If, in place of one or more images, you see a 'Loading Error - IO' message, this indicates that the images were unable to be loaded.  Usually, this is because the image files must be uploaded.  If the images still don't appear, there may be a path problem.  You can check the image paths by doing this:  1 - Open the XML file in your browser.  2 - Copy and paste an image path (including the gallery's fullPathPrefix value if one exists) into your browser.  It's important to construct the URL as if you were starting at the HTML page which holds the slideshow (NOT the XML file). 3 - Load this URL.  If the image doesn't display properly (e.g. returns a 404 not found error), then double-check that your images have been uploaded and that the paths are correct.  If the image displays properly, then there is some other problem.

If you are 100% sure that you have uploaded the images and the paths are correct, yet you still see a 'Loading Error - IO' message OR you see a solid red square in place of where the image(s) should be, this usually indicates that a permissions error is occuring behind the scenes, resulting in a 403 forbidden error when the images are requested.  The 'solid red square' issue can also be caused by images which have been uploaded using an external FTP client using ASCII mode; Binary mode must be used to upload images.    To address the permissions error, make sure that the file is accessible.

If you have an error like the previous two, but it only seems to affect a single browser, first try clearing your temporary internet cache.  If the problem is still there, see if your webhost has a 'hotlink protection' setting.    If so, try disabling it for the images in the affected slideshow.  This setting can cause the server to misinterpret the image requests from the slideshow SWF based on the way certain browsers handle the HTTP request headers; the result is blocked images.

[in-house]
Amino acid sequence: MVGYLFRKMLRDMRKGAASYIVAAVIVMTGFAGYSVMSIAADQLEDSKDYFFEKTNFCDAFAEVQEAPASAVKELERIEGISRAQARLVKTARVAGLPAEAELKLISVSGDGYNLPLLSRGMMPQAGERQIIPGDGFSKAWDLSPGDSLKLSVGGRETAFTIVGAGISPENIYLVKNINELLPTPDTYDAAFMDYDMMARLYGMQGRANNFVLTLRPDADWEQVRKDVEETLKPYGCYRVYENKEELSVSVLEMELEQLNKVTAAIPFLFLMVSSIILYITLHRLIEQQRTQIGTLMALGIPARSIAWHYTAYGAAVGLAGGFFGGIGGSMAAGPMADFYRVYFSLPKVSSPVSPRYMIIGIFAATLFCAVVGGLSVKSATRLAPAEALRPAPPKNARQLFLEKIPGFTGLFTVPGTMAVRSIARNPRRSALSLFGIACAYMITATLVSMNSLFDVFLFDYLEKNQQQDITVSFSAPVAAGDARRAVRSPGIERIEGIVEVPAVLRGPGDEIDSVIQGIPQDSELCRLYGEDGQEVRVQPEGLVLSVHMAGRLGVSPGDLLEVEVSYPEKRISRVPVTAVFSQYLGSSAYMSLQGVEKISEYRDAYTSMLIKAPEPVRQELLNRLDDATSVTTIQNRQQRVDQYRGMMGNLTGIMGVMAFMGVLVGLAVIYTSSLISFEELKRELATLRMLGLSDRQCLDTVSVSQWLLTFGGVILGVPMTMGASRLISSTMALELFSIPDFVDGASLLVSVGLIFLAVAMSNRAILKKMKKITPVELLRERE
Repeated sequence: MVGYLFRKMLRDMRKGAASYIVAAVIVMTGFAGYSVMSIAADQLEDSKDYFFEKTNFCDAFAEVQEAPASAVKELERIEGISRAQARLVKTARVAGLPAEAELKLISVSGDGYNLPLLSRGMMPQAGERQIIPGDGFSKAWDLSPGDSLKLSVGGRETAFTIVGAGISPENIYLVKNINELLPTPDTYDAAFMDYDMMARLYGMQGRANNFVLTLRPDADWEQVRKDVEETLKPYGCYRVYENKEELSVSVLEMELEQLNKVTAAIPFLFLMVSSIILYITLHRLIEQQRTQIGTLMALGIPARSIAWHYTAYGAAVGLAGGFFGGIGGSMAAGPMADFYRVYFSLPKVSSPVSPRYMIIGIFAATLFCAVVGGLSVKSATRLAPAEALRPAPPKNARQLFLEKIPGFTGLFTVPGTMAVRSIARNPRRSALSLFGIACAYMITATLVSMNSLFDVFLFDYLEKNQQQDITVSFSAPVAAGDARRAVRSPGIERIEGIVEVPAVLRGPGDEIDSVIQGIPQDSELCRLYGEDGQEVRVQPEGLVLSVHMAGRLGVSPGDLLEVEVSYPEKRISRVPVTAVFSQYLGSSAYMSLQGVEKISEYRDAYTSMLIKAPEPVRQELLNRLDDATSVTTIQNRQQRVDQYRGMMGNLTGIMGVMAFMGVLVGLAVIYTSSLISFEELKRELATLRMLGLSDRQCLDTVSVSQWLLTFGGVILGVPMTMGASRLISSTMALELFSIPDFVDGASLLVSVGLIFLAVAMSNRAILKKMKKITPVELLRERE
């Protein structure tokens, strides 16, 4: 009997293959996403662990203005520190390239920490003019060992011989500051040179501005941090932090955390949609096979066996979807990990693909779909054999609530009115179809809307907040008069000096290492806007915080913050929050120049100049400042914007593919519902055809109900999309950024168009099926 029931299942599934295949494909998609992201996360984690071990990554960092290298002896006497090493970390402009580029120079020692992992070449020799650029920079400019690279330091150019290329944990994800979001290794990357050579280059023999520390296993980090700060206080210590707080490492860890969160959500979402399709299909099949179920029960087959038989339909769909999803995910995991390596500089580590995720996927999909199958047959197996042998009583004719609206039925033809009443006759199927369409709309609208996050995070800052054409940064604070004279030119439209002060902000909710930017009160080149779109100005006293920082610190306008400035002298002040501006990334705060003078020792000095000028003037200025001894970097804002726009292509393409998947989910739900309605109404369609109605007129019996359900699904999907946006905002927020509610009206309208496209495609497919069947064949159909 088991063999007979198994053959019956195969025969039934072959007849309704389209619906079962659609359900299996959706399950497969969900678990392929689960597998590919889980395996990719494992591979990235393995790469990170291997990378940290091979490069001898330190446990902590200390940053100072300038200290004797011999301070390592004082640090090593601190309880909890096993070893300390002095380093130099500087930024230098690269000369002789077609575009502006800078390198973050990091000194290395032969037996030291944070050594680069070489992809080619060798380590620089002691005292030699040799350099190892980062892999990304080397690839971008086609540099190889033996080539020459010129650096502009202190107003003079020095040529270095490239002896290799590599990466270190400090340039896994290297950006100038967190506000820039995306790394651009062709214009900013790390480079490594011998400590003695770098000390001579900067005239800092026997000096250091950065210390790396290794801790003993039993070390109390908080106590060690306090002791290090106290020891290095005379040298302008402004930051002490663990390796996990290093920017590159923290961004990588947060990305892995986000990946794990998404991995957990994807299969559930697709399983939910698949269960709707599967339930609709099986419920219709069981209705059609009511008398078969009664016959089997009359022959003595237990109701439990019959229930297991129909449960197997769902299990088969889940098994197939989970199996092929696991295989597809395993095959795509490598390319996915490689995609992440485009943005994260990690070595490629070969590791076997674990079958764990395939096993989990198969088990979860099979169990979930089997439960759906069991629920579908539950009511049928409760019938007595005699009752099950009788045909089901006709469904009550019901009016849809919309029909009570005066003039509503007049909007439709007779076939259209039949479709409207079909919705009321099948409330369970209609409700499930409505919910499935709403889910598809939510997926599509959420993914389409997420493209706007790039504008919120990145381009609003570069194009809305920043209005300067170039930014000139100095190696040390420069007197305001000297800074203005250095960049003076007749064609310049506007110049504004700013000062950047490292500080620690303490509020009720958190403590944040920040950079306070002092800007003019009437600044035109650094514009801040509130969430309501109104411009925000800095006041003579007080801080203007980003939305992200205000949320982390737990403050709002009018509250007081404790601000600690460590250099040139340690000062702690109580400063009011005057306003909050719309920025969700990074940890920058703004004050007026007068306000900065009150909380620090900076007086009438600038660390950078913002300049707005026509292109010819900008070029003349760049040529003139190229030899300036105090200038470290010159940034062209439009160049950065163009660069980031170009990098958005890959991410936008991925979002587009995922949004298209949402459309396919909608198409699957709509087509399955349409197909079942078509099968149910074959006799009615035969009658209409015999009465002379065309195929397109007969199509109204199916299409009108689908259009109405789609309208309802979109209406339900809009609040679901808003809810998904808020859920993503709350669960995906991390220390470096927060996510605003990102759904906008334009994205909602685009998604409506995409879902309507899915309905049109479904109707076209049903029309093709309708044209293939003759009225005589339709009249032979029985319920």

Loading any assets (XML, images, audio, video, etc) from a different domain (or a different server) can cause problems as well; see the Flash Player Security Restrictions section below.

General Tip: If you make changes but they don't seem to be rendered when you view the slideshow in your browser, you likely need to clear your temporary internet files.    Old cached versions of various files can prevent new updates from showing.

Flash Player Security Restrictions and Cross-domain Loading Errors

If you are loading image files (or video or audio) or external image data from a server at a different domain, you will be affected by Flash Player Security Restrictions.    In a nutshell: the Flash Player will not allow content to be loaded from a different domain than the residing SWF file sits on, unless the owner of that different domain specifically authorizes this loading.  

First, it's important to explain what qualifies as a 'diffent domain'.  Any difference in either a subdomain or root domain qualifies a URL as being an entirely different domain.  The most common example might surprise you:

You have a slideshow on http://www.example.org/slideshow.html.  You upload some images to your site, and add them to the slidehow with a URL 'http://example.org/images/image1.jpg'.  When you view the slideshow, the image fails to load and you receive a security restriction error message.    "Huh?" you say, "I'm loading from the same site!"  The issue is that the Flash Player views example.org and www.example.org as two separate domains because their subdomains aren't identical.

More intuitive examples include a slideshow at http://www.example.org/ which loads data from http://api.flickr.com/bla .  Because this is a different root domain, Flash Player security restrictions go into effect.

When you attempt to load assets (XML data, images, audio, or video files) from a different domain, the Flash Player checks to see if a crossdomain policy file has been placed on the remote server.  This is a file which is named crossdomain.xml and sits at the root of the domain's server (e.g. http://data.example.org/crossdomain.xml or http://www.dataserver.com/crossdomain.xml).  This file must either allow all domains (via the use of a wildcard) or specifically allow the domain on which your slideshow resides, or the loading will not be permitted.